“These conversations were fruitless,” Rolat said of discussions between the Foundation and the designers. “The differences between us were just too big.” It wasn’t clear that any changes the artists could make to their design would be enough to address Rolat’s concerns. On July 15, Szykier-Koszucka made a final trip to Vienna, during which Freudmann states she informed them that the “Forest” would not be built. Their proposal would never be realized.
The affair officially concluded on July 31 when the Foundation published a fresh statement. “The Foundation regrets that it will not be able to execute the winning project, as continuous allocation of additional maintenance funds, beyond those allocated to realization of the Commemoration, would be necessary to ensure its ongoing presence,” it stated. They added, “Ever since the jury reached its decision, the Authors and the Foundation had been engaged in negotiations on overcoming the obstacles in the execution of the victorious project. Unfortunately, no satisfactory solution could be reached.”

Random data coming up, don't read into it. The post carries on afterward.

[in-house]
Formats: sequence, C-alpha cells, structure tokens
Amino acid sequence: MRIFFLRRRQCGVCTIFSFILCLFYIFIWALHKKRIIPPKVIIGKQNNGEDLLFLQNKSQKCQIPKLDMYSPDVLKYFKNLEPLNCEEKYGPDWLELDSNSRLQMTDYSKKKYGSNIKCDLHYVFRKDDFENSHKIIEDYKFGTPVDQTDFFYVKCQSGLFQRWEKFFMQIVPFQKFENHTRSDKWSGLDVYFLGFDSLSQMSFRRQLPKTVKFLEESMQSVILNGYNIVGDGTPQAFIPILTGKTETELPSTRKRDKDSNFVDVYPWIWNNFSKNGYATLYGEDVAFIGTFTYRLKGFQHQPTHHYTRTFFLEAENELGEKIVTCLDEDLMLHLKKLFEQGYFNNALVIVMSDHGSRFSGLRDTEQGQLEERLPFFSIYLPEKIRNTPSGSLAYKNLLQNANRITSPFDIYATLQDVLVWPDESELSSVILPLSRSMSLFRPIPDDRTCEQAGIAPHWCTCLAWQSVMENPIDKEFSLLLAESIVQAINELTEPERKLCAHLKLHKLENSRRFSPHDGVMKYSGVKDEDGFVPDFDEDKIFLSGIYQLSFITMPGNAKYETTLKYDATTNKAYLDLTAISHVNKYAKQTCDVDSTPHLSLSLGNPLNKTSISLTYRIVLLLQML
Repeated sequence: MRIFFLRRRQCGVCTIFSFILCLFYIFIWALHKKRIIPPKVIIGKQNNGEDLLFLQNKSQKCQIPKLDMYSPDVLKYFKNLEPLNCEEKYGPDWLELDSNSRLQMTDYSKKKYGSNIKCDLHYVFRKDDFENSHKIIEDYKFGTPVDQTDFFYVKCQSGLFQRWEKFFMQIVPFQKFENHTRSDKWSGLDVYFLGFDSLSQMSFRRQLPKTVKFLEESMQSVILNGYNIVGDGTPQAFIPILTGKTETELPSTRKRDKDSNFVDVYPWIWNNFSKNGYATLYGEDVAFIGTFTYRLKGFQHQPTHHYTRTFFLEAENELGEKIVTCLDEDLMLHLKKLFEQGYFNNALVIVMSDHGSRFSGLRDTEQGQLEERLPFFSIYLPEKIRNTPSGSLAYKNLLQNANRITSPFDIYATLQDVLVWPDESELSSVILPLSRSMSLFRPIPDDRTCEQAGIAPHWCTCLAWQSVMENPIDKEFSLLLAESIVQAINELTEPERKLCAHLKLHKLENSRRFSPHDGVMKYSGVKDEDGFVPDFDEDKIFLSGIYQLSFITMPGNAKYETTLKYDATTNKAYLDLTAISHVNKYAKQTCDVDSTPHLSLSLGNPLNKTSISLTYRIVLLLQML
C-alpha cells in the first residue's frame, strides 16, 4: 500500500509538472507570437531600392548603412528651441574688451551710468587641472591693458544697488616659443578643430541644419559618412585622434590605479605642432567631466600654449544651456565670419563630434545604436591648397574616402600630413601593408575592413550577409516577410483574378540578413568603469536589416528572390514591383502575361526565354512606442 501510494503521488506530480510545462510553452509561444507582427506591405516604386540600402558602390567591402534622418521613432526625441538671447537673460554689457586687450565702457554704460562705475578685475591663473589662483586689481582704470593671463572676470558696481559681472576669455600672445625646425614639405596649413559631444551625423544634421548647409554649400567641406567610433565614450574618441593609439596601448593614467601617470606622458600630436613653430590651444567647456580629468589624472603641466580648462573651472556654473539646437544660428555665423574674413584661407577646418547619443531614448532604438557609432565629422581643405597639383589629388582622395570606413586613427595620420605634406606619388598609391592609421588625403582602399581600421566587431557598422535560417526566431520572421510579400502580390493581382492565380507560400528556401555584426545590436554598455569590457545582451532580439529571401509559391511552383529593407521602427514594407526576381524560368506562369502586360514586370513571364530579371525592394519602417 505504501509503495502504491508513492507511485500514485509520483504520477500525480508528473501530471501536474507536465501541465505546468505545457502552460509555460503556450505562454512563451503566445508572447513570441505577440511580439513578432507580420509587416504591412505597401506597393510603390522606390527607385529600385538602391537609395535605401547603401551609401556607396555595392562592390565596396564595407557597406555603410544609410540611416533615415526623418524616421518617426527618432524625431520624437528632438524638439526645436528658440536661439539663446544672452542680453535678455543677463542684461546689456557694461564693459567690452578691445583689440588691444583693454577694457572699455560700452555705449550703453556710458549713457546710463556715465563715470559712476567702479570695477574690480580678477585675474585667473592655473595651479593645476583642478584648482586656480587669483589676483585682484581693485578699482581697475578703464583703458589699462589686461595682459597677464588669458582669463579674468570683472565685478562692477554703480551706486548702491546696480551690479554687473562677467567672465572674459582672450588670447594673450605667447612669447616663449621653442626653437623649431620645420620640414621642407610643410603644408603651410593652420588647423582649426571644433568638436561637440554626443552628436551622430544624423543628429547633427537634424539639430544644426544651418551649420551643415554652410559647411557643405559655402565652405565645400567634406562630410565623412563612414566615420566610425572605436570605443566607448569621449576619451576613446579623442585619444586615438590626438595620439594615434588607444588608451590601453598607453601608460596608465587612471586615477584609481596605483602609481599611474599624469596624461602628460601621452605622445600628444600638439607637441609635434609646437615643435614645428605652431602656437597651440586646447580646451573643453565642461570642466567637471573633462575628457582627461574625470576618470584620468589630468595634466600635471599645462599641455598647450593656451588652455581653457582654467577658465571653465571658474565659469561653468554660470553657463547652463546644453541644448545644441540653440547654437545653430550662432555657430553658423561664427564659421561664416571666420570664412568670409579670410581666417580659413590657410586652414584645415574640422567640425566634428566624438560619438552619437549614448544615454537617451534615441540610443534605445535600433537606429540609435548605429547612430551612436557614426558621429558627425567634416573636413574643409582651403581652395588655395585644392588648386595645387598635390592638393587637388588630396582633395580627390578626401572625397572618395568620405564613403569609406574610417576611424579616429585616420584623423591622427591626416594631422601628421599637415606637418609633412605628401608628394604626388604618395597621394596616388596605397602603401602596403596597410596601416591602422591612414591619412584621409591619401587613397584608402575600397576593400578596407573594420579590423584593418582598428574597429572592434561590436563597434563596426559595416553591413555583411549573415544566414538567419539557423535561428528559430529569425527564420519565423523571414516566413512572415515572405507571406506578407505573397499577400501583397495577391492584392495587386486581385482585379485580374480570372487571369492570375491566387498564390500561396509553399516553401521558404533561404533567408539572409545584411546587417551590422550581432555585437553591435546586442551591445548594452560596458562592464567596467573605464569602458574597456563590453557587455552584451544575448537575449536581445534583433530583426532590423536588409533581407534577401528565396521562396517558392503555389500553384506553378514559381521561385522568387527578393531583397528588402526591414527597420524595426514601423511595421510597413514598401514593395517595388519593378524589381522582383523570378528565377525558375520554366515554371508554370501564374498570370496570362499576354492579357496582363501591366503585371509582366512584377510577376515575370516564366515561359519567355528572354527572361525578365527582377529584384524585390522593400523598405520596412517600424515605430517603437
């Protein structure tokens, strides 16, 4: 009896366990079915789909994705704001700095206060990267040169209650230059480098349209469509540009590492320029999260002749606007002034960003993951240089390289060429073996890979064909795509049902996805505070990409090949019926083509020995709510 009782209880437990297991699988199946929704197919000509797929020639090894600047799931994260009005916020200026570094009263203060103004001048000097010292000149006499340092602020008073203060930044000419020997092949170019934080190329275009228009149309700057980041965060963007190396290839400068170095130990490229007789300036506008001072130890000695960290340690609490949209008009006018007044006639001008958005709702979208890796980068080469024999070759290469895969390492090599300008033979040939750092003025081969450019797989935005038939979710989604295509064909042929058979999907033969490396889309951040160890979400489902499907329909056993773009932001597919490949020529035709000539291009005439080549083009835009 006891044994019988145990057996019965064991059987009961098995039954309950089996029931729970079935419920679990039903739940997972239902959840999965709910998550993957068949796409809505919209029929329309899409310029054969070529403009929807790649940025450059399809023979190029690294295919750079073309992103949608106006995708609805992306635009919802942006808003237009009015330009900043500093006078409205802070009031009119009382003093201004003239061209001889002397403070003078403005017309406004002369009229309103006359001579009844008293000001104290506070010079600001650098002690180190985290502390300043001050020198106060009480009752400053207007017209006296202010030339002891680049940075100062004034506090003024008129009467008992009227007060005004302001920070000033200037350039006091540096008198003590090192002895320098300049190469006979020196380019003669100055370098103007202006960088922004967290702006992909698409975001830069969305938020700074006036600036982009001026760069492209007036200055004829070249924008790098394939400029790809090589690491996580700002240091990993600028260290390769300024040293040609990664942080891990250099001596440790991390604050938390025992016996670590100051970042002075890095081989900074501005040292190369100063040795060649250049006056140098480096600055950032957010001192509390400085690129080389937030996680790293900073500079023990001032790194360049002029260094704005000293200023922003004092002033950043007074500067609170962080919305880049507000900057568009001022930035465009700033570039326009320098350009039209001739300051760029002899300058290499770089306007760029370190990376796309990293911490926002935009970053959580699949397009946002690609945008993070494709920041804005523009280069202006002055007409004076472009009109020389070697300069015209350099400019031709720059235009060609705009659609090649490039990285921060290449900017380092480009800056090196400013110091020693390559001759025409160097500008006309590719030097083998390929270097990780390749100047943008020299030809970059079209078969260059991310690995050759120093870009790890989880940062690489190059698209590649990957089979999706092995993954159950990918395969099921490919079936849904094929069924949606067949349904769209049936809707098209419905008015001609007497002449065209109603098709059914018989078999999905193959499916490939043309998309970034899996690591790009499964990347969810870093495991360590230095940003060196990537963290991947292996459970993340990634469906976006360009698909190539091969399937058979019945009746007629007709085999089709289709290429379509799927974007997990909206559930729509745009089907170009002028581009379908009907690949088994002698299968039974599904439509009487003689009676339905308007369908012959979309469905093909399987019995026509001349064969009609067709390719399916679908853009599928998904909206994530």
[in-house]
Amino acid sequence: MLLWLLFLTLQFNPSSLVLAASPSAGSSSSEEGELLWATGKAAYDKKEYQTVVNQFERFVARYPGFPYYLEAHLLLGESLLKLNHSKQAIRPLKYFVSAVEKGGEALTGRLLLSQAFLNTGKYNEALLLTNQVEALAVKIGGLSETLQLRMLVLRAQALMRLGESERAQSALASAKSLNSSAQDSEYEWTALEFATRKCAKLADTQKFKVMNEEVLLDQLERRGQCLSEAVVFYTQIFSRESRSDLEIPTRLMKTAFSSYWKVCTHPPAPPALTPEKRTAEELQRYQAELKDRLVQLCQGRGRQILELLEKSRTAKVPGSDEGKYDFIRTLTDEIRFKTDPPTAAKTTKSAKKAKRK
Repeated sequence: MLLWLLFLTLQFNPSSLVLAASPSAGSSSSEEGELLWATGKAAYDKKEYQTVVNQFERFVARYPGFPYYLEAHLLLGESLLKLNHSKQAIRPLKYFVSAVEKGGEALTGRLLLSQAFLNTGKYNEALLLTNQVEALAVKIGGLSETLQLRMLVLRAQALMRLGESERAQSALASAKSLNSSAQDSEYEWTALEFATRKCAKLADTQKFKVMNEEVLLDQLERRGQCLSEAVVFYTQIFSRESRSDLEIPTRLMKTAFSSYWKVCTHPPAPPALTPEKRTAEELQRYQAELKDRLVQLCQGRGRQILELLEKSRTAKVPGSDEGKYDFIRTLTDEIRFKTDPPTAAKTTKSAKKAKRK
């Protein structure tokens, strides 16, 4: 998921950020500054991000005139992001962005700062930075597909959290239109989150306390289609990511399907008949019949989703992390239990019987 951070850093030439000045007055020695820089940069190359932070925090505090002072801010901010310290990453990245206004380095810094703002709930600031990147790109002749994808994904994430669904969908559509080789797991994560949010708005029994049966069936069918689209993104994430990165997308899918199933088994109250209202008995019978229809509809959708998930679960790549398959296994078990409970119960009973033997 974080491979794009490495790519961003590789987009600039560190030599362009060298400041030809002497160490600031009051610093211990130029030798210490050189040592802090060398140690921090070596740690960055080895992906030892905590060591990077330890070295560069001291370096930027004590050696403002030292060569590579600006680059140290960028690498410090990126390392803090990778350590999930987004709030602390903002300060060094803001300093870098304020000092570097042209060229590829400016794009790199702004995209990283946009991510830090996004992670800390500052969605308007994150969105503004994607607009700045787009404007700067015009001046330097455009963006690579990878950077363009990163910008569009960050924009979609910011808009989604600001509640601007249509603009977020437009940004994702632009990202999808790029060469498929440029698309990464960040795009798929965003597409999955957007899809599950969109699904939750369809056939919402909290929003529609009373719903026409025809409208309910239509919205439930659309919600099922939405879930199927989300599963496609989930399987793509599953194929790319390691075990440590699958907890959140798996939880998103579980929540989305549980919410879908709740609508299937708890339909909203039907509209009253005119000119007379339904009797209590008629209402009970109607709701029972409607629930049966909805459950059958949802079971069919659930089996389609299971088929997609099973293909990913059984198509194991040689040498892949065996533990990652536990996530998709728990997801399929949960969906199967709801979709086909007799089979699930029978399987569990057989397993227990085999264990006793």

Simply put, Rolat as the initiator and main backer of the project did not like the design the jury chose – and elected to overrule them. “I personally rejected it,” he said. “The idea of the forest I personally found unacceptable but also it could not have been built. Members of the city council very strongly told me that they would never agree to issue a permit for what is in effect a forest in the middle of the city.
“It was something that was not really a monument. It was a proposal – perhaps in itself a very interesting proposal – that would have required continual funding. Who would provide that funding?” he asked. For the reasons outlined, upon invitation Rolat said before the jury voted he told him that the forest proposal was unlikely to proceed. “This project was a non-starter,” he said finally.
Heindl believes “it was definitely possible to realize this project,” otherwise they wouldn’t have submitted it and agreed to work on it with the Foundation. “The problem was that, from the beginning on, Rolat and the Foundation were against the project – from the meeting of the jury on,” Freudmann and Heindl agreed. Rolat, Freudmann added, was simply not experienced enough in artistic or architectural philanthropy to allow the jury to reach its own conclusions, be satisfied with their findings, and enact their proposals accordingly.